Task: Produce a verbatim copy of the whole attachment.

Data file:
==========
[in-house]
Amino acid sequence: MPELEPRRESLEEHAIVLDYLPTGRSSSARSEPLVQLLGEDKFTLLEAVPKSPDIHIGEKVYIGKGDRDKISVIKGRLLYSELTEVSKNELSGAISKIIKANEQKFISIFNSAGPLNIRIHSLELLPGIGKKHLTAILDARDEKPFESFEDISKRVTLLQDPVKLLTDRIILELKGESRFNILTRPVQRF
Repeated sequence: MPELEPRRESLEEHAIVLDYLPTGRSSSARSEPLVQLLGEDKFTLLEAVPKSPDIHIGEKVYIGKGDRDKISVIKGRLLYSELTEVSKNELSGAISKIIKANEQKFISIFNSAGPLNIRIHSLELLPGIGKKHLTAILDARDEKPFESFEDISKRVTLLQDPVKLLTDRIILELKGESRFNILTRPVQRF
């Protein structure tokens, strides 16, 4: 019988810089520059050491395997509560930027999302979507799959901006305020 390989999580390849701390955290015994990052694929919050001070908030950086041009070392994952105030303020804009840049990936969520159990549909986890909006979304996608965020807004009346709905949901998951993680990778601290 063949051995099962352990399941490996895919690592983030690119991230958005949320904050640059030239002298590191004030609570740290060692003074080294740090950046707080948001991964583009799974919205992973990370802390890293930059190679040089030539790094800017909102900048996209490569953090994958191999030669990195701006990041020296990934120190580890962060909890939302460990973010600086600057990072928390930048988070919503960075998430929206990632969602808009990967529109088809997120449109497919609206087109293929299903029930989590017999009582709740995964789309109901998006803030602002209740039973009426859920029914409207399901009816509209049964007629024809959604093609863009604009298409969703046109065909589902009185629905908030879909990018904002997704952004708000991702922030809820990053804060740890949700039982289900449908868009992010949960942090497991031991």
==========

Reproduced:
[in-house]
Amino acid sequence: MPELEPRRESLEEHAIVLDYLPTGRSSSARSEPLVQLLGEDKFTLLEAVPKSPDIHIGEKVYIGKGDRDKISVIKGRLLYSELTEVSKNELSGAISKIIKANEQKFISIFNSAGPLNIRIHSLELLPGIGKKHLTAILDARDEKPFESFEDISKRVTLLQDPVKLLTDRIILELKGESRFNILTRPVQRF
Repeated sequence: MPELEPRRESLEEHAIVLDYLPTGRSSSARSEPLVQLLGEDKFTLLEAVPKSPDIHIGEKVYIGKGDRDKISVIKGRLLYSELTEVSKNELSGAISKIIKANEQKFISIFNSAGPLNIRIHSLELLPGIGKKHLTAILDARDEKPFESFEDISKRVTLLQDPVKLLTDRIILELKGESRFNILTRPVQRF
């Protein structure tokens, strides 16, 4: 019988810089520059050491395997509560930027999302979507799959901006305020 390989999580390849701390955290015994990052694929919050001070908030950086041009070392994952105030303020804009840049990936969520159990549909986890909006979304996608965020807004009346709905949901998951993680990778601290 063949051995099962352990399941490996895919690592983030690119991230958005949320904050640059030239002298590191004030609570740290060692003074080294740090950046707080948001991964583009799974919205992973990370802390890293930059190679040089030539790094800017909102900048996209490569953090994958191999030669990195701006990041020296990934120190580890962060909890939302460990973010600086600057990072928390930048988070919503960075998430929206990632969602808009990967529109088809997120449109497919609206087109293929299903029930989590017999009582709740995964789309109901998006803030602002209740039973009426859920029914409207399901009816509209049964007629024809959604093609863009604009298409969703046109065909589902009185629905908030879909990018904002997704952004708000991702922030809820990053804060740890949700039982289900449908868009992010949960942090497991031991």